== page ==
|Published||late 17th century|
"Lavender's Blue," (perhaps sometimes called "Lavender Blue,") is an English folk song and nursery rhyme dating to the 17th century, which has been recorded in various forms since the 20th century. It has a Roud Folk Song Index number of 3483. Burl Ives's version was nominated for the 1949 Academy Award for Best Original Song.
Although there are as many as thirty verses to the song, and many variations of each verse, most modern versions take this form:
- Lavender's blue, dilly, dilly, lavender's green,
- When I am king, dilly, dilly, you shall be queen.
- Who told you so, dilly, dilly, who told you so?
- 'Twas my own heart, dilly, dilly, that told me so.
- Call up your men, dilly, dilly, set them to work
- Some to the plough, dilly, dilly, some to the fork,
- Some to make hay, dilly, dilly, some to cut corn,
- While you and I, dilly, dilly, keep ourselves warm.
- Lavender's green, dilly, dilly, Lavender's blue,
- If you love me, dilly, dilly, I will love you.
- Let the birds sing, dilly, dilly, And the lambs play;
- We shall be safe, dilly, dilly, out of harm's way.
- I love to dance, dilly, dilly, I love to sing;
- When I am queen, dilly, dilly, You'll be my king.
- Who told me so, dilly, dilly, Who told me so?
- I told myself, dilly, dilly, I told me so.
The earliest surviving version of the song is in a broadside printed in England between 1672 and 1685, under the name Diddle Diddle, Or The Kind Country Lovers. The broadside indicates it is to be sung to the tune "Lavenders Green", implying that a tune by that name was already in existence. The lyrics printed in the broadside are fairly bawdy, celebrating sex and drinking. According to the Traditional Ballad Index, "The singer tells his lady that she must love him because he loves her. He tells of a vale where young man and maid have lain together, and suggests that they might do the same, and that she might love him (and also his dog)." Here is the first of ten verses:
Lavender's green, diddle, diddle,
You must love me, diddle, diddle,
cause I love you,
I heard one say, diddle, diddle,
since I came hither,
That you and I, diddle, diddle,
must lie together.
It emerged as a children's song in Songs for the Nursery in 1805 in the form:
- Lavender blue and Rosemary green,
- When I am king you shall be queen;
- Call up my maids at four o'clock,
- Some to the wheel and some to the rock;
- Some to make hay and some to shear corn,
- And you and I will keep the bed warm.
Similar versions appeared in collections of rhymes throughout the 19th century.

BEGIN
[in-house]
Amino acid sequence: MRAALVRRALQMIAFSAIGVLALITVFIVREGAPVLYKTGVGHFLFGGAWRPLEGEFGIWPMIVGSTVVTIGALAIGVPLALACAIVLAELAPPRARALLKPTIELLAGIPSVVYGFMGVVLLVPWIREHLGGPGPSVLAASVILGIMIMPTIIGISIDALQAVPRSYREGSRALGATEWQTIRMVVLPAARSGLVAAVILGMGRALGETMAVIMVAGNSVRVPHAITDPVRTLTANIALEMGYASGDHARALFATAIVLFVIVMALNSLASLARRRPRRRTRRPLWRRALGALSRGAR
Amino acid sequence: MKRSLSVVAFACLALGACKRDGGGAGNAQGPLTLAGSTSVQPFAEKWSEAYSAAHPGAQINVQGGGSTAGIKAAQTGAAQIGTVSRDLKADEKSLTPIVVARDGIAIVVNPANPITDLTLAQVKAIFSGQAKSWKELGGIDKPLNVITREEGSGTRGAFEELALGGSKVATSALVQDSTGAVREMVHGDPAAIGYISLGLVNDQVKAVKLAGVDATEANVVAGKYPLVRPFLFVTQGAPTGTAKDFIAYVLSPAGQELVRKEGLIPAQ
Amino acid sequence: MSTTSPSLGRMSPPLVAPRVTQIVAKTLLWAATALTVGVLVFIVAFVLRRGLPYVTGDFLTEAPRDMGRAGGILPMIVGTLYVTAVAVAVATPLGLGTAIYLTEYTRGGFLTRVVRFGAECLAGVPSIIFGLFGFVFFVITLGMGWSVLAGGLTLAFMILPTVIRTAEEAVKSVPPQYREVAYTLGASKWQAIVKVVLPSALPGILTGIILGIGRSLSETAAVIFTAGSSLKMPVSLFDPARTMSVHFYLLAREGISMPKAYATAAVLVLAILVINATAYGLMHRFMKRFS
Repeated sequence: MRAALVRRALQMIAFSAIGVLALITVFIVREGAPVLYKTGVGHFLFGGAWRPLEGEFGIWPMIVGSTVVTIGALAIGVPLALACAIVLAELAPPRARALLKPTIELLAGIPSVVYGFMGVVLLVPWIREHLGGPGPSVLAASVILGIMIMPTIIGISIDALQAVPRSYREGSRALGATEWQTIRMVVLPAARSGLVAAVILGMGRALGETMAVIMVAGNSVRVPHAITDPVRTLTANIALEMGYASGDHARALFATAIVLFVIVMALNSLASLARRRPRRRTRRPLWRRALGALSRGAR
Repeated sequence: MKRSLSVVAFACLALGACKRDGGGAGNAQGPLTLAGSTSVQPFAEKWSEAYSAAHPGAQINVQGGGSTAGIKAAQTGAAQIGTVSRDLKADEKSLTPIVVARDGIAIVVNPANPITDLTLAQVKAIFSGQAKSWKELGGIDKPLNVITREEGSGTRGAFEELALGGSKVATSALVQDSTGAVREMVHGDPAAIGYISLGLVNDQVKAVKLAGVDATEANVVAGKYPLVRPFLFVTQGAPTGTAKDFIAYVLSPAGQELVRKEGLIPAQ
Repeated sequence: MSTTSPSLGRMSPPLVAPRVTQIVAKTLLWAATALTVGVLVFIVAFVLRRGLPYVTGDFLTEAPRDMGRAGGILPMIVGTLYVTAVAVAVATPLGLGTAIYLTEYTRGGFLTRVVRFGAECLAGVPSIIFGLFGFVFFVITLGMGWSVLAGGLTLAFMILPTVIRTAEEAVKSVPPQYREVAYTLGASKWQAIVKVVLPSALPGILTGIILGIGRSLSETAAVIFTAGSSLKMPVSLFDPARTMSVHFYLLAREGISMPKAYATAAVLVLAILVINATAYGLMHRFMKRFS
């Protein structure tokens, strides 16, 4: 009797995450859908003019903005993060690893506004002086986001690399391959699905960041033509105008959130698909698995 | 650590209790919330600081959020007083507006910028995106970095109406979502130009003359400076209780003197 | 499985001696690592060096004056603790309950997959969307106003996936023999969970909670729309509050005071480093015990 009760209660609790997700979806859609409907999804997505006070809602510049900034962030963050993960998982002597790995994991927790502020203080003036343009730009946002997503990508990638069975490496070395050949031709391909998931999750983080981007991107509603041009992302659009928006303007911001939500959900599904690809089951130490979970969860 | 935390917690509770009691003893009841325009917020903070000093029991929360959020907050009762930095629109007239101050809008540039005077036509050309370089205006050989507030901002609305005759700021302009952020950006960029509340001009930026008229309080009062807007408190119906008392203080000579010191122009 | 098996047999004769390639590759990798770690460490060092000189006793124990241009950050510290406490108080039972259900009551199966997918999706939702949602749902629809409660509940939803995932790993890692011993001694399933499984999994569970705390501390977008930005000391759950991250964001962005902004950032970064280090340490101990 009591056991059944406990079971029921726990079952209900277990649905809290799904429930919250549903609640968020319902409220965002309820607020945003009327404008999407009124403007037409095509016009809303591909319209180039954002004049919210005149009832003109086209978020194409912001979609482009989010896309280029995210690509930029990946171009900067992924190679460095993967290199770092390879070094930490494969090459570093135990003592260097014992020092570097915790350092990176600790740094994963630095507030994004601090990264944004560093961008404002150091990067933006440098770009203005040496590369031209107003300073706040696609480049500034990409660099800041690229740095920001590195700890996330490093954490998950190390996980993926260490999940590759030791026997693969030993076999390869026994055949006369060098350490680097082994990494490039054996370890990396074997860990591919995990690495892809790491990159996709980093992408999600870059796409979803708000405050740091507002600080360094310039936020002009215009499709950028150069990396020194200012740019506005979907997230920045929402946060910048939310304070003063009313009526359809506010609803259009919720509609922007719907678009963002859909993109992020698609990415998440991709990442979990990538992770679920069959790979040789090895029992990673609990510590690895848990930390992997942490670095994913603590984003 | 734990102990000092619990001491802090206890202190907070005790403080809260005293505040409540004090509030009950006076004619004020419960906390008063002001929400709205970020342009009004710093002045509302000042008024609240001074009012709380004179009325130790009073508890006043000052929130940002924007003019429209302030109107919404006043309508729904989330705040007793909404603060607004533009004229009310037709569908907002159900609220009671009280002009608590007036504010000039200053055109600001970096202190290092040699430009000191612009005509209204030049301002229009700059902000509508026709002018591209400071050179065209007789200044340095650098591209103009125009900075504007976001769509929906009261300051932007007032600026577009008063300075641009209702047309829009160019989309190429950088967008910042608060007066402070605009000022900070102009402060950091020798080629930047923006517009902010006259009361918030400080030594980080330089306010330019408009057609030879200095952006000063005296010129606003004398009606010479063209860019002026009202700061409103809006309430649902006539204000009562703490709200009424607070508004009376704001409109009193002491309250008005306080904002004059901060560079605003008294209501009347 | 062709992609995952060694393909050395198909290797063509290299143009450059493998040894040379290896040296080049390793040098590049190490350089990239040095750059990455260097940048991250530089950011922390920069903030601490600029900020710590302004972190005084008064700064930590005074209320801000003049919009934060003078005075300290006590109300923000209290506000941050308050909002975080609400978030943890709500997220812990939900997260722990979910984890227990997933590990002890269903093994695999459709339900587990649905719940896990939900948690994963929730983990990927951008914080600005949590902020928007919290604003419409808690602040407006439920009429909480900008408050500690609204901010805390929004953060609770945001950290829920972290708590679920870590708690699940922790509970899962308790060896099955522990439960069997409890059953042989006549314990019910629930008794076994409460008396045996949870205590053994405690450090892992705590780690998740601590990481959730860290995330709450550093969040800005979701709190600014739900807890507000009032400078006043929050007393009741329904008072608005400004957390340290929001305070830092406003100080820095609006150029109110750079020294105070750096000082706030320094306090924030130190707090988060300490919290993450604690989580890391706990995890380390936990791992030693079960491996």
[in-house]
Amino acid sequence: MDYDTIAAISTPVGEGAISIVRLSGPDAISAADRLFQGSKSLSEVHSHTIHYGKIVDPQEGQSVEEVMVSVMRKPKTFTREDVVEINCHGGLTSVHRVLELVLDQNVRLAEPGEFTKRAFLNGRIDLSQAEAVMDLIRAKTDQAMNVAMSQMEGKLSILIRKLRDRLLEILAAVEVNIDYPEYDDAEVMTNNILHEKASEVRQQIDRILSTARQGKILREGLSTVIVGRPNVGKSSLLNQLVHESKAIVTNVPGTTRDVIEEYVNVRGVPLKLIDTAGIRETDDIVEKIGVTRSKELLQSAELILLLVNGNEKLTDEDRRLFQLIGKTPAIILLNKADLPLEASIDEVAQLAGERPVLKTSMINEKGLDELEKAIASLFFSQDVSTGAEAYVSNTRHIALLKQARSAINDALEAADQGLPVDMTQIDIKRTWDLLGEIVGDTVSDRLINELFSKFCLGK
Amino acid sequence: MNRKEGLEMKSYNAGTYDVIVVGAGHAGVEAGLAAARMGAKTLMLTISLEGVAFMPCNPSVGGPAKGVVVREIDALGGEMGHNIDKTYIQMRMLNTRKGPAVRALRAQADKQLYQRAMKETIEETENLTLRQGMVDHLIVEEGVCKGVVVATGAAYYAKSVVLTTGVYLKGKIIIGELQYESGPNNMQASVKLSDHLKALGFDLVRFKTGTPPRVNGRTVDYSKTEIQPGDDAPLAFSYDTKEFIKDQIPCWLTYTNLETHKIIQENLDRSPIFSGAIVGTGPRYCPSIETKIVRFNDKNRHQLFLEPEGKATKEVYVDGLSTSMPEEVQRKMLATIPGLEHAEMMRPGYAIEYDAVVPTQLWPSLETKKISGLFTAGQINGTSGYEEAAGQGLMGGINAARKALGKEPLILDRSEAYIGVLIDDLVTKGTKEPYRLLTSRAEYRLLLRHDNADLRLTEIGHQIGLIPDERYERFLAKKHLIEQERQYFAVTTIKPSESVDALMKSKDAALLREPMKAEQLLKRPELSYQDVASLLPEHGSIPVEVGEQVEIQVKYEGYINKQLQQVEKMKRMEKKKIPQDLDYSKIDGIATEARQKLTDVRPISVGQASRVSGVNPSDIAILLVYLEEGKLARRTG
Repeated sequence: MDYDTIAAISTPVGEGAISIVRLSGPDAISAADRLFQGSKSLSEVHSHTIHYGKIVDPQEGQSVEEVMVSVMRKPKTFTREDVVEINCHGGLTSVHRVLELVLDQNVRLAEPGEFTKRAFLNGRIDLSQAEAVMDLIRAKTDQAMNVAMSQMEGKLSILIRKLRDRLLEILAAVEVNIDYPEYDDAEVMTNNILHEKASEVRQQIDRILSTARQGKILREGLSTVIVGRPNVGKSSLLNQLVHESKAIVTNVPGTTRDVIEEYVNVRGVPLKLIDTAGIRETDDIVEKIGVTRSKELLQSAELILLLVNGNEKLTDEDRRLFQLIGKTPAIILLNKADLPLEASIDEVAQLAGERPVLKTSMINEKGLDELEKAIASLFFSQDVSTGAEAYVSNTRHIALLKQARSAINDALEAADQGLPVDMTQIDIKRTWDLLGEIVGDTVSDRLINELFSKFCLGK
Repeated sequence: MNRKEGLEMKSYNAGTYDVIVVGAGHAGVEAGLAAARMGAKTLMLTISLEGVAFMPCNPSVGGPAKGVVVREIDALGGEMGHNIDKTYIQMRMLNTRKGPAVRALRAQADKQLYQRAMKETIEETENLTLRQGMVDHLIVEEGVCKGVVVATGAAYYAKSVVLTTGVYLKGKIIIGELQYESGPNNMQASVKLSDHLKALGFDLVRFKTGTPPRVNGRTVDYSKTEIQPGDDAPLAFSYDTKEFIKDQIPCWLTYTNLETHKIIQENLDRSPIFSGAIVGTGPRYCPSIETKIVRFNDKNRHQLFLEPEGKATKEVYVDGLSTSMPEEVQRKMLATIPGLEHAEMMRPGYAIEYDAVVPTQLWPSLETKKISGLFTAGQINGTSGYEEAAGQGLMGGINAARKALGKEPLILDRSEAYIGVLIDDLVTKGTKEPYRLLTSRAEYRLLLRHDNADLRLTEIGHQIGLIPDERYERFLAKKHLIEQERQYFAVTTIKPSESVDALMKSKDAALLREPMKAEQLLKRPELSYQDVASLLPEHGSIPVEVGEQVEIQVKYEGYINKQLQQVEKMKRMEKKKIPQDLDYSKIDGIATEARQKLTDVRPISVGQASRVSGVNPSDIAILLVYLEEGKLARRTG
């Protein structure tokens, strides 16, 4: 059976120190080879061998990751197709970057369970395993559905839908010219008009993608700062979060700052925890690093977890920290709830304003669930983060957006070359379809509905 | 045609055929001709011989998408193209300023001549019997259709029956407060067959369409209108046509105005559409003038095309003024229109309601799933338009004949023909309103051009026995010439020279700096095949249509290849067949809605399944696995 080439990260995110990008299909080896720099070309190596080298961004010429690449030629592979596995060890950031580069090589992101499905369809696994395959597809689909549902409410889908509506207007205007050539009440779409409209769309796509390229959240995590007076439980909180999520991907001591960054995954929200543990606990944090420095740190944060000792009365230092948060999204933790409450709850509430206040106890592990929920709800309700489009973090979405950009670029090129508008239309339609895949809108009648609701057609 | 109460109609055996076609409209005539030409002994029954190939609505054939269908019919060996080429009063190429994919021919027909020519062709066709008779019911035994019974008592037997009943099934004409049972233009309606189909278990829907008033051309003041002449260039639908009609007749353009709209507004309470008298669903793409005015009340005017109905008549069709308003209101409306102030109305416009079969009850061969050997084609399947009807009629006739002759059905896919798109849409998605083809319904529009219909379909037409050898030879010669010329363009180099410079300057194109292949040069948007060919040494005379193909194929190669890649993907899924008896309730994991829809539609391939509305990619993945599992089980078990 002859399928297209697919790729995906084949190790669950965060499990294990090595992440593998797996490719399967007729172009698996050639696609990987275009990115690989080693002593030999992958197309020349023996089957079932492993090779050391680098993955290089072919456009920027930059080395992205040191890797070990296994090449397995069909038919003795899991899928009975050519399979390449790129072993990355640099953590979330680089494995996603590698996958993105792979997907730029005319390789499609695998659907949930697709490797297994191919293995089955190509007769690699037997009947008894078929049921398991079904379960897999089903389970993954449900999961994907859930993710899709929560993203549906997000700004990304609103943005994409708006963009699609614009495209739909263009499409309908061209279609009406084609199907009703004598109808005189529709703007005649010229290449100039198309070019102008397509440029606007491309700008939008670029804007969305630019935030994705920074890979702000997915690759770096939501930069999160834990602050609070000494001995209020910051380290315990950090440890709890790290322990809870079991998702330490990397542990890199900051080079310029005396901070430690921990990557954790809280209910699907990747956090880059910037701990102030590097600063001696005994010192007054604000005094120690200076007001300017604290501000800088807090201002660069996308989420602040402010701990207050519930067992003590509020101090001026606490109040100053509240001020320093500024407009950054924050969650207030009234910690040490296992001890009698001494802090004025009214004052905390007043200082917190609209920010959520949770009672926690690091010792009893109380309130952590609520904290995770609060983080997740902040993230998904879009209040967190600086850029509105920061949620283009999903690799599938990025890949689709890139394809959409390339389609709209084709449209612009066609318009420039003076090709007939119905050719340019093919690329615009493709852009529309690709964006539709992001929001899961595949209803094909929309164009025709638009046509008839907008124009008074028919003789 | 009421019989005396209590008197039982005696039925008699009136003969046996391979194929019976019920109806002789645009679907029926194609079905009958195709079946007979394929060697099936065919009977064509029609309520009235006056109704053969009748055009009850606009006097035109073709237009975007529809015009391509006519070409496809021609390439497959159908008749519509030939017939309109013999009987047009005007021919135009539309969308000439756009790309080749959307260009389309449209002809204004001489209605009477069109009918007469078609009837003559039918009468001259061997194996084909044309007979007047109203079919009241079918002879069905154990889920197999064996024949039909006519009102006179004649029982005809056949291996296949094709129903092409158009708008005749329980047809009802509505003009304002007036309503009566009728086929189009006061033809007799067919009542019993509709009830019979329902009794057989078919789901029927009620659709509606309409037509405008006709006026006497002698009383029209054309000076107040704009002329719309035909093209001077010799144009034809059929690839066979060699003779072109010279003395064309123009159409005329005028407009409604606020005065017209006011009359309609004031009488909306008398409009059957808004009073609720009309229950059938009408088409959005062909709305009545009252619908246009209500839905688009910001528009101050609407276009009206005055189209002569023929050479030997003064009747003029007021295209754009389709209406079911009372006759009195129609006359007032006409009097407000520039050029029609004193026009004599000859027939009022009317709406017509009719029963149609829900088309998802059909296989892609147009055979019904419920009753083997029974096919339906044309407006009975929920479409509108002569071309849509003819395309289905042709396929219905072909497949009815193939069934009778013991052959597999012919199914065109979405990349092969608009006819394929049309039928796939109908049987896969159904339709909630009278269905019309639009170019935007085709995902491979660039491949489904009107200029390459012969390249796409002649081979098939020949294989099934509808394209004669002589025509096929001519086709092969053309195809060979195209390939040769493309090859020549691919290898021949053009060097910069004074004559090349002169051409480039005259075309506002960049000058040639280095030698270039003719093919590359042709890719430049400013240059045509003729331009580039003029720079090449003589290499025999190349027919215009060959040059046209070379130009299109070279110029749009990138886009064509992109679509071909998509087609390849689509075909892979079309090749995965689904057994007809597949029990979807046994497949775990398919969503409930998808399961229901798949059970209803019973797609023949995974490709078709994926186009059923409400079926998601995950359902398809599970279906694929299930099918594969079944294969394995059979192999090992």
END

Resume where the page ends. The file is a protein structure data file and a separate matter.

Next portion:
A hit version of the song, sung by Burl Ives, was featured in the Walt Disney movie, So Dear to My Heart (1948) and was nominated for an Academy Award for Best Original Song. It was Ives' first hit song and renewed the song's popularity in the 20th century. Other hit versions of the song were recorded by Sammy Kaye and Dinah Shore.
This song became popular again during the 1950s rock and roll era when it was sung by Solomon Burke. While he did change some of the words, the lyrics are generally the same. Sammy Turner released it in 1959 and it hit number 14 on the U.S. R&B chart and number 3 on the Pop chart. There was also a British single by gravel-voiced singer Tommy Bruce in 1963 which was not a hit. The Fleetwoods also recorded a version of the song.
The song was interpreted by Leon and Mary Russell for their 1975 Wedding Album. The song was entitled "Lavender Blue (Dilly Dilly)".
On their 1985 UK Number One album Misplaced Childhood, the British neo-progressive rock band Marillion recorded a song called "Lavender", which had lyrics derived from the folk song and became a number 5 hit on the UK singles chart.
On the Australian children's TV show Wurrawhy, which is produced by Network Ten and currently airs on Eleven and formerly aired on Network Ten itself, Wubleyoo and Lauren performed a song, with Lauren strummed the Guitar.
In an episode of U.S. sitcom The Ghost and Mrs. Muir aired in 1969, British child star Mark Lester, playing a visiting English schoolboy (Mark Helmore) sings this song to regular cast member, schoolgirl, Candy, in a dream sequence.
- Vera Lynn recorded a version of the song in 1949.
- The song is a prominent motif in M.M. Kaye's 1980 children's novel, The Ordinary Princess.
- It also appears in the horror novel Walkers by Graham Masterton.
- The song is sung by the two children, Miles and Flora, in Benjamin Britten's 1954 opera, The Turn of The Screw.
- Burl Ives performs the song in a scene in the Disney movie So Dear to My Heart.
- Lyrics from the song are repeatedly sung by the character Benita in Brad Fraser's 1989 play Unidentified Human Remains and the True Nature of Love.
- The character Freida Short sings it to Van Alden's newborn baby in the episode "Peg of Old" (Season 2 Episode 7) of the HBO series Boardwalk Empire.
- I. Opie and P. Opie, The Oxford Dictionary of Nursery Rhymes (Oxford University Press, 1951, 2nd edn., 1997), pp. 265-7.
- "Marillion: Misplaced Childhood". Dutch Progressive Rock Page. Retrieved June 18, 2013.
- David Roberts British Hit Singles and Albums, Guinness World Records Limited
- The Ghost & Mrs. Muir at the Internet Movie Database
- Halliwell, James (1849) "Popular Rhymes & Nursery Tales" Chapter10, p.237.